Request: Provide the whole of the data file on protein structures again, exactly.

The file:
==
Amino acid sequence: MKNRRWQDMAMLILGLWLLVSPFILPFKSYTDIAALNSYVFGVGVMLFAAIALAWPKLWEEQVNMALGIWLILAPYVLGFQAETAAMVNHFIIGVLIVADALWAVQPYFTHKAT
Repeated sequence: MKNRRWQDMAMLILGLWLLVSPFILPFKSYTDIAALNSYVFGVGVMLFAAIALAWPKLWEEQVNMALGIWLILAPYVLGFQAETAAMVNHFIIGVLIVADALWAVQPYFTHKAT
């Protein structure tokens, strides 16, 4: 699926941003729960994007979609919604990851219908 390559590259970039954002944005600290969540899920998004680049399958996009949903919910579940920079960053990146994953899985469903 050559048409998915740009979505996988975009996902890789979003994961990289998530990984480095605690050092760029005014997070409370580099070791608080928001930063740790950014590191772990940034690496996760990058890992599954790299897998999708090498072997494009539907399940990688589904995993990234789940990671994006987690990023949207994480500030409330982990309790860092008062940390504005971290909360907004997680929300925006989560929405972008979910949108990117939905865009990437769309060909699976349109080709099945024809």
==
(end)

Amino acid sequence: MKNRRWQDMAMLILGLWLLVSPFILPFKSYTDIAALNSYVFGVGVMLFAAIALAWPKLWEEQVNMALGIWLILAPYVLGFQAETAAMVNHFIIGVLIVADALWAVQPYFTHKAT
Repeated sequence: MKNRRWQDMAMLILGLWLLVSPFILPFKSYTDIAALNSYVFGVGVMLFAAIALAWPKLWEEQVNMALGIWLILAPYVLGFQAETAAMVNHFIIGVLIVADALWAVQPYFTHKAT
């Protein structure tokens, strides 16, 4: 699926941003729960994007979609919604990851219908 390559590259970039954002944005600290969540899920998004680049399958996009949903919910579940920079960053990146994953899985469903 050559048409998915740009979505996988975009996902890789979003994961990289998530990984480095605690050092760029005014997070409370580099070791608080928001930063740790950014590191772990940034690496996760990058890992599954790299897998999708090498072997494009539907399940990688589904995993990234789940990671994006987690990023949207994480500030409330982990309790860092008062940390504005971290909360907004997680929300925006989560929405972008979910949108990117939905865009990437769309060909699976349109080709099945024809």